Rocket Lab is a private space company with some lofty ambitions, aiming to one day roll one of its Electron boosters off the production line and into space each and every week. It has now moved a little closer to this reality, this week adding the finishing touches to a giant new factory designed to produce the rocket swiftly, and on a mass scale.
Rocket Lab first arrived on the scene in 2013 promising to drive down launch costs and increase access to space through a lighter and simpler rocket design. Based on the Rutherford engine, its Electron rocket relies on an electric turbopump engine burning a cocktail of liquid oxygen and a highly refined kerosene called RP-1.
The company says the reason it believes it can achieve such lofty productions goals is a vertically integrated vehicle manufacturing process, and the fact that the primary components for the Rutherford engines can be 3D printed.
It is now scaling things up with what it calls a "huge" new rocket factory covering 7,500 sq m (80,700 sq ft) in Auckland, which opened over the weekend with William Shatner in attendance. This adds to an already existing Rocket Lab base in the city, along with another in Huntington Beach, California.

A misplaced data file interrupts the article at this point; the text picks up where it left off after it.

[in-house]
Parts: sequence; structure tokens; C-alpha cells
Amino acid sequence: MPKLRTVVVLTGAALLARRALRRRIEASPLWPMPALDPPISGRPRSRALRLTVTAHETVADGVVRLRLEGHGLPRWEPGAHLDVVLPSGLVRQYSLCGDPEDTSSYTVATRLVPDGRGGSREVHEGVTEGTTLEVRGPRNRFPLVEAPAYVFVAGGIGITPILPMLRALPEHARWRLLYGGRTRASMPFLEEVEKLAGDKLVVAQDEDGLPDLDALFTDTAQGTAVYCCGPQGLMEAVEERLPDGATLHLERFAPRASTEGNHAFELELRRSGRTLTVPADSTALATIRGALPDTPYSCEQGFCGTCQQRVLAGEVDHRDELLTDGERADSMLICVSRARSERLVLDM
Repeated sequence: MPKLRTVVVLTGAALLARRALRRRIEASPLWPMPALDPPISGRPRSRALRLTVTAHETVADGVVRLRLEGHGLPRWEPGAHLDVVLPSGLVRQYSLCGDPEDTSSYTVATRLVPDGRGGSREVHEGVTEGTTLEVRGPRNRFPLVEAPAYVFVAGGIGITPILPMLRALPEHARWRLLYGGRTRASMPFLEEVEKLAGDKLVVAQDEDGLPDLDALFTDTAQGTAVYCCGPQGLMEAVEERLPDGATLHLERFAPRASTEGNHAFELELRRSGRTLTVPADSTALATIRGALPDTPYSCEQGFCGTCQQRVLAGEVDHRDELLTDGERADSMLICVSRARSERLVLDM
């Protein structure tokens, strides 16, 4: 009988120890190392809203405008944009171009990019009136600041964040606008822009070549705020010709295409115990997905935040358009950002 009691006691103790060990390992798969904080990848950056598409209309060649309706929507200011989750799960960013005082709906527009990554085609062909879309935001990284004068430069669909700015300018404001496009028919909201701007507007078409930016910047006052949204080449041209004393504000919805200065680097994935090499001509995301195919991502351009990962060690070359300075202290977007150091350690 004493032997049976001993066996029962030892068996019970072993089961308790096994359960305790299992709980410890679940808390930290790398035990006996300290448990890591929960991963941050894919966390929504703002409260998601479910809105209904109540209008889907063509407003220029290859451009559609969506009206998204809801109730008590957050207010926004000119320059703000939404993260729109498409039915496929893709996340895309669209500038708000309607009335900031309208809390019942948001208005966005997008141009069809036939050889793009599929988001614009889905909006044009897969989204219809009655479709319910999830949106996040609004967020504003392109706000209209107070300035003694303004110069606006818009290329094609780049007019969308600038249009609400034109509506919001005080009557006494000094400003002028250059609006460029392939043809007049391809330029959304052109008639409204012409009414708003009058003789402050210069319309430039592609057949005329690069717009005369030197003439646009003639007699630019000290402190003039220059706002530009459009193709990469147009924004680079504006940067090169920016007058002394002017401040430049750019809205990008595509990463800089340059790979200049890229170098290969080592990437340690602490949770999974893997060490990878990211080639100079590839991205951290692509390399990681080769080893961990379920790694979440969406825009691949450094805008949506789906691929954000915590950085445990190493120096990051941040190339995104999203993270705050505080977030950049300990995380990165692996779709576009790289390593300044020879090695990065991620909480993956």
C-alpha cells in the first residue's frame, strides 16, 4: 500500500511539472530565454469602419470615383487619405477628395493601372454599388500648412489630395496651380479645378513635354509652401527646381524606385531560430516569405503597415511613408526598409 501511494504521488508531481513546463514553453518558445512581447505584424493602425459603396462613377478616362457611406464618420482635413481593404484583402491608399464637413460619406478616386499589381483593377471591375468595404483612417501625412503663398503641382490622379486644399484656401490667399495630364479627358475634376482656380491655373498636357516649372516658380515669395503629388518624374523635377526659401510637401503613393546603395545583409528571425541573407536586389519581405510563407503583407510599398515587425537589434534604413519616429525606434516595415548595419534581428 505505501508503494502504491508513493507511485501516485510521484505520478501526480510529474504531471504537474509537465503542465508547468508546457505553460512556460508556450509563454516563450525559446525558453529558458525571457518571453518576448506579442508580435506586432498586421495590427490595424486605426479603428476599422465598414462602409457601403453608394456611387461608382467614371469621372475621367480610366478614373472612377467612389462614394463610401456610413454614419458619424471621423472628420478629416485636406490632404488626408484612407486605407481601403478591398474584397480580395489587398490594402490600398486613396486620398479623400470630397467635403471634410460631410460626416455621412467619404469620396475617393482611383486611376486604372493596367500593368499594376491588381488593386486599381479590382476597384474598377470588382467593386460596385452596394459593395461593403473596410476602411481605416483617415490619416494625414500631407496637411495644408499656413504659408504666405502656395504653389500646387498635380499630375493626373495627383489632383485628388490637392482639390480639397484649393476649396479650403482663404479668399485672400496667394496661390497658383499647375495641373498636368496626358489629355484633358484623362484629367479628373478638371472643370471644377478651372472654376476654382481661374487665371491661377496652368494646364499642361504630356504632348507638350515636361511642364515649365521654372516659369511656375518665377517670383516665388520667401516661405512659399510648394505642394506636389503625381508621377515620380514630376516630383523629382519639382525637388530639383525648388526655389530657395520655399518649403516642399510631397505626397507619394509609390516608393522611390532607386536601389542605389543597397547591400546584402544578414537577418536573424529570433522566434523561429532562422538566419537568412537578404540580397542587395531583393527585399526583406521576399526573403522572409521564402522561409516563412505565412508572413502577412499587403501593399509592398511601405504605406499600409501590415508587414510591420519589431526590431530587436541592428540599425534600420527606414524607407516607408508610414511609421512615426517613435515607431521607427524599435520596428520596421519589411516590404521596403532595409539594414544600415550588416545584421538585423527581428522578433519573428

The facility will house 200 of Rocket Lab's 330 staff, and also equip the company with a new Mission Control center to pull the strings on launches from New Zealand's Māhia Peninsula. Another US-based launch site is in the works, with the location yet to be finalized.
Rocket Lab has carried out a series of test launches to date, first reaching space in May 2017 and hitting orbit in January earlier this year. In April it announced plans to launch its first commercial mission, titled "It's Business Time," originally scheduling a 14-day launch window at the end of that month.
But Rocket Lab stood down from that launch window after experiencing a string of technical troubles, initially pushing it back to June, and now November. Launch complications aside, Rocket Lab Chief Executive Peter Beck said in August that the company was producing one Electron per month, and now says the pieces are in place to scale up and launch rockets on a sustained basis.
"Every detail of the Rocket Lab launch system has been designed to provide small satellites with rapid and reliable access to space," says Beck. "This requires the ability to manufacture launch vehicles at an unprecedented rate, so we've expanded our global production capability to build and launch an Electron rocket to orbit every week."
Source: Rocket Labs
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